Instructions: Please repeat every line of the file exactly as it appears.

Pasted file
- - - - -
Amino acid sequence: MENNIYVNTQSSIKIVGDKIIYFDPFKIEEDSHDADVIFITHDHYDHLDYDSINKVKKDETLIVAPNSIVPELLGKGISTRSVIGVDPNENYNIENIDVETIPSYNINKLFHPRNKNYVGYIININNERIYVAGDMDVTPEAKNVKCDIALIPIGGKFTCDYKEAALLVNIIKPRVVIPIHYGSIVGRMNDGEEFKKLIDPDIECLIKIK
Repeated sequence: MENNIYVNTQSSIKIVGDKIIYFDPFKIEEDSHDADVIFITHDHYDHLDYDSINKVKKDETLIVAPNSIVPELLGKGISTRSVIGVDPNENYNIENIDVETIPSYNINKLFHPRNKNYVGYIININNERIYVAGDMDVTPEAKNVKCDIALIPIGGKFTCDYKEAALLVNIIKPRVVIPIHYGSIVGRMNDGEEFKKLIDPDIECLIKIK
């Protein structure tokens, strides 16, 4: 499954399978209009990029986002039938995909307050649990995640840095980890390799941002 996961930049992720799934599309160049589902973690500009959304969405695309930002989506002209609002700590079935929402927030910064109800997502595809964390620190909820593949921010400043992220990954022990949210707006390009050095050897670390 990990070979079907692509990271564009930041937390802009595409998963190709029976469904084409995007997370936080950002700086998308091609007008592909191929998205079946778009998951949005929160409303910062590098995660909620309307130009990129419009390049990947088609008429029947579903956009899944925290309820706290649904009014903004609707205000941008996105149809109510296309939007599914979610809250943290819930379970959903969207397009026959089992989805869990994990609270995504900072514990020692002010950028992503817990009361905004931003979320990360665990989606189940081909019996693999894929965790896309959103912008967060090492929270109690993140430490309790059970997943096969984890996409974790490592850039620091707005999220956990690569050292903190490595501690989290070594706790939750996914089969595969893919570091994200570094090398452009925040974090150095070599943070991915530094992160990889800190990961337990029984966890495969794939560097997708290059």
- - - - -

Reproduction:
Amino acid sequence: MENNIYVNTQSSIKIVGDKIIYFDPFKIEEDSHDADVIFITHDHYDHLDYDSINKVKKDETLIVAPNSIVPELLGKGISTRSVIGVDPNENYNIENIDVETIPSYNINKLFHPRNKNYVGYIININNERIYVAGDMDVTPEAKNVKCDIALIPIGGKFTCDYKEAALLVNIIKPRVVIPIHYGSIVGRMNDGEEFKKLIDPDIECLIKIK
Repeated sequence: MENNIYVNTQSSIKIVGDKIIYFDPFKIEEDSHDADVIFITHDHYDHLDYDSINKVKKDETLIVAPNSIVPELLGKGISTRSVIGVDPNENYNIENIDVETIPSYNINKLFHPRNKNYVGYIININNERIYVAGDMDVTPEAKNVKCDIALIPIGGKFTCDYKEAALLVNIIKPRVVIPIHYGSIVGRMNDGEEFKKLIDPDIECLIKIK
């Protein structure tokens, strides 16, 4: 499954399978209009990029986002039938995909307050649990995640840095980890390799941002 996961930049992720799934599309160049589902973690500009959304969405695309930002989506002209609002700590079935929402927030910064109800997502595809964390620190909820593949921010400043992220990954022990949210707006390009050095050897670390 990990070979079907692509990271564009930041937390802009595409998963190709029976469904084409995007997370936080950002700086998308091609007008592909191929998205079946778009998951949005929160409303910062590098995660909620309307130009990129419009390049990947088609008429029947579903956009899944925290309820706290649904009014903004609707205000941008996105149809109510296309939007599914979610809250943290819930379970959903969207397009026959089992989805869990994990609270995504900072514990020692002010950028992503817990009361905004931003979320990360665990989606189940081909019996693999894929965790896309959103912008967060090492929270109690993140430490309790059970997943096969984890996409974790490592850039620091707005999220956990690569050292903190490595501690989290070594706790939750996914089969595969893919570091994200570094090398452009925040974090150095070599943070991915530094992160990889800190990961337990029984966890495969794939560097997708290059």